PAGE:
My statement about "only" was fully in context of the point I was trying to make: I was attempting to point out the absurdity in prefacing statements with a disclaimer such as: "There is no hate in what I'm saying..."

Such a statement includes the person making the statement as well as others receiving the statement.
The intentions of the person making the statement (regardless of being done with hate or not) are irrelevant.
The only relevant feelings of hate are those receiving (or discovering) the statement.

One can say a statement contains hate... and it doesn't (because no one who observes the statement cares).
One can say a statement does not contain hate... and it does (because someone who observed the statement felt hatred from it).

We can care about the receivers, and the senders, in different ways depending on our own judgments

But, in this context, the only feelings-of-hate that actually matter are those who observe/receive the statement.

However, in the broader scope of "all hate, in anyway, in any context" you're right... my statement is incorrect.

Regarding your side of the question, someone who burns a cross on a lawn isn't necessarily feeling any hate. That's just the way they were raised, that you have to keep niggers in their place otherwise they get uppity and begin to feel they're as good as whites, and we all know that isn't good because it would upset the established order handed us by God himself, which would be bad for both blacks and whites. So the cross is burned with the most noble of intentions.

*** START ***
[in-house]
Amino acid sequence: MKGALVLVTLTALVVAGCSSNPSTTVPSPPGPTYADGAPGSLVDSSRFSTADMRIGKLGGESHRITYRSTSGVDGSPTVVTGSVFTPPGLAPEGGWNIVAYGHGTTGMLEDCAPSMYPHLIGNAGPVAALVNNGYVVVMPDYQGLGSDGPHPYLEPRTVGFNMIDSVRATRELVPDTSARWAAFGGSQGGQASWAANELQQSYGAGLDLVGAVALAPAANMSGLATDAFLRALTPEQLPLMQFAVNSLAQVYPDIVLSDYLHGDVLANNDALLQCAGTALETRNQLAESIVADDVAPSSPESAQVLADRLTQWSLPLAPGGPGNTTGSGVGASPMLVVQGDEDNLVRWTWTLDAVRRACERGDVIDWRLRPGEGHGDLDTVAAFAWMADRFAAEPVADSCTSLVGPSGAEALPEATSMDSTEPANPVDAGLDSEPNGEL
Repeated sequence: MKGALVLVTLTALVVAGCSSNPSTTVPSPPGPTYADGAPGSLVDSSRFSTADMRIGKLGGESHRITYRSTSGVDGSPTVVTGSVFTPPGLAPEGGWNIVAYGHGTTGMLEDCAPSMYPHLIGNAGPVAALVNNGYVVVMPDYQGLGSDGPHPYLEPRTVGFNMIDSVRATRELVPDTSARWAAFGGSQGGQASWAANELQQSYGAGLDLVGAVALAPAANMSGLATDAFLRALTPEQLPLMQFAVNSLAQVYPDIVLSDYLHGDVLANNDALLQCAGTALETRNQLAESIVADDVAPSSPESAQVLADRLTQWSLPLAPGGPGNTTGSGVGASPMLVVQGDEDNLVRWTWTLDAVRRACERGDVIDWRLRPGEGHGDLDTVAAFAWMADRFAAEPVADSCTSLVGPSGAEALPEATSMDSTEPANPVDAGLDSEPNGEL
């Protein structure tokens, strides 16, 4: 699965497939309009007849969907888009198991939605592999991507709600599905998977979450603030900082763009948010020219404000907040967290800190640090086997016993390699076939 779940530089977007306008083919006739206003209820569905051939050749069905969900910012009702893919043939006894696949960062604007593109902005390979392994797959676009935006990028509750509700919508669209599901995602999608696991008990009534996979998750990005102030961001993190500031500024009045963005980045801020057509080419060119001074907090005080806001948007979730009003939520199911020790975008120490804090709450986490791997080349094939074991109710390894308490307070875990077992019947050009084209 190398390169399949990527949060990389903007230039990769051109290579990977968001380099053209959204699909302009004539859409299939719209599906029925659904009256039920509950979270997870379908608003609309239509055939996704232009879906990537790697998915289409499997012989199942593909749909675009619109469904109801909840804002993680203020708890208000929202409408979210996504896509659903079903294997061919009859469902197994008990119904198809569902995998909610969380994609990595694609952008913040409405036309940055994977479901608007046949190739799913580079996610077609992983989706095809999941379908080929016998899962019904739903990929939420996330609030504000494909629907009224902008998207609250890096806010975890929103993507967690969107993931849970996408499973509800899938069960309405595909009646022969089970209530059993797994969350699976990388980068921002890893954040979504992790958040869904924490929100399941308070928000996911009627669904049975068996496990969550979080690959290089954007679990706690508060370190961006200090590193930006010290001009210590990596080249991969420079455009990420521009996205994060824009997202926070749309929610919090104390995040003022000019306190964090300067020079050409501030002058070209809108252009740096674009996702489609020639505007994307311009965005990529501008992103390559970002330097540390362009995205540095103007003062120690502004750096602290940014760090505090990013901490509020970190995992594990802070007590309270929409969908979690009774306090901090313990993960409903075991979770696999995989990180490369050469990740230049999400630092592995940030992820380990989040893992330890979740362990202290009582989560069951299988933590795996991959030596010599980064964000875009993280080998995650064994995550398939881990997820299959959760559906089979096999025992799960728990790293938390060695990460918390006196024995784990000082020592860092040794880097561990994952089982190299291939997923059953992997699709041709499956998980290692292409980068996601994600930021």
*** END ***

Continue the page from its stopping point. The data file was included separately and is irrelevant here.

The reality is that it's still a hate crime.

Yeah, I would agree it's a hate crime.

I would also agree that it being "a hate crime" is not an indication that it contains hate.
Your included fact:

That's just the way they were raised, that you have to keep niggers in their place otherwise they get uppity and begin to feel they're as good as whites, and we all know that isn't good because it would upset the established order handed us by God himself, which would be bad for both blacks and whites.

..is what makes it hateful... they are purposefully trying to incite hate.

But burning a cross on your lawn?

I doesn't have to be hateful, and doesn't have to incite hate. Regardless of it being a hate crime because that's how the law is defined.